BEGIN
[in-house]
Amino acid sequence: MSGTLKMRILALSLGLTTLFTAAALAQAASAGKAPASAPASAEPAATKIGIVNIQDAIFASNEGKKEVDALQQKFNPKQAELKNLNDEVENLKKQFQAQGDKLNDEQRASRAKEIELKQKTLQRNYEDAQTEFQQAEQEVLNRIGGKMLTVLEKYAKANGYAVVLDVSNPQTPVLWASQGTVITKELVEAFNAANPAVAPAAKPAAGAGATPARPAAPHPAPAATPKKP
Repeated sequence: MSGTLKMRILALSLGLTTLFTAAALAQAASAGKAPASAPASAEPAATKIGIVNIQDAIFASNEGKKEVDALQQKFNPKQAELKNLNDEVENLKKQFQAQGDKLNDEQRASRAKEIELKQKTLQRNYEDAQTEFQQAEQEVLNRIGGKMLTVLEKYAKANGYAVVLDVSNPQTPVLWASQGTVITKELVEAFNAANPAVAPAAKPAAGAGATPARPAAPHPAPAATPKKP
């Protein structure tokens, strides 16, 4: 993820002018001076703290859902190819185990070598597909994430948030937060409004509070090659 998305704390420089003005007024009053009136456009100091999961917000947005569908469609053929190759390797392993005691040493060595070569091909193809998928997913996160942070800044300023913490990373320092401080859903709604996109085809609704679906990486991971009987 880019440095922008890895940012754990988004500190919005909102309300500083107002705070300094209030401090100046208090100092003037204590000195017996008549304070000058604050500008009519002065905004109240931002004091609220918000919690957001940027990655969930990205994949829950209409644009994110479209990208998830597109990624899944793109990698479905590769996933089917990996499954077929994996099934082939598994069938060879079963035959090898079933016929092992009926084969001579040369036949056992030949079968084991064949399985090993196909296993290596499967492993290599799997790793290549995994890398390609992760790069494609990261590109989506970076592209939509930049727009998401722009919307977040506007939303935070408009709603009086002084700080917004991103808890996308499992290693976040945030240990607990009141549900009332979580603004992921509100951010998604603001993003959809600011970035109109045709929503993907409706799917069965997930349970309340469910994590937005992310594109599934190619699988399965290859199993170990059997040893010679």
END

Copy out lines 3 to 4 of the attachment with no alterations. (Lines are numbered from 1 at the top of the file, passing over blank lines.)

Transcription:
Repeated sequence: MSGTLKMRILALSLGLTTLFTAAALAQAASAGKAPASAPASAEPAATKIGIVNIQDAIFASNEGKKEVDALQQKFNPKQAELKNLNDEVENLKKQFQAQGDKLNDEQRASRAKEIELKQKTLQRNYEDAQTEFQQAEQEVLNRIGGKMLTVLEKYAKANGYAVVLDVSNPQTPVLWASQGTVITKELVEAFNAANPAVAPAAKPAAGAGATPARPAAPHPAPAATPKKP
């Protein structure tokens, strides 16, 4: 993820002018001076703290859902190819185990070598597909994430948030937060409004509070090659 998305704390420089003005007024009053009136456009100091999961917000947005569908469609053929190759390797392993005691040493060595070569091909193809998928997913996160942070800044300023913490990373320092401080859903709604996109085809609704679906990486991971009987 880019440095922008890895940012754990988004500190919005909102309300500083107002705070300094209030401090100046208090100092003037204590000195017996008549304070000058604050500008009519002065905004109240931002004091609220918000919690957001940027990655969930990205994949829950209409644009994110479209990208998830597109990624899944793109990698479905590769996933089917990996499954077929994996099934082939598994069938060879079963035959090898079933016929092992009926084969001579040369036949056992030949079968084991064949399985090993196909296993290596499967492993290599799997790793290549995994890398390609992760790069494609990261590109989506970076592209939509930049727009998401722009919307977040506007939303935070408009709603009086002084700080917004991103808890996308499992290693976040945030240990607990009141549900009332979580603004992921509100951010998604603001993003959809600011970035109109045709929503993907409706799917069965997930349970309340469910994590937005992310594109599934190619699988399965290859199993170990059997040893010679």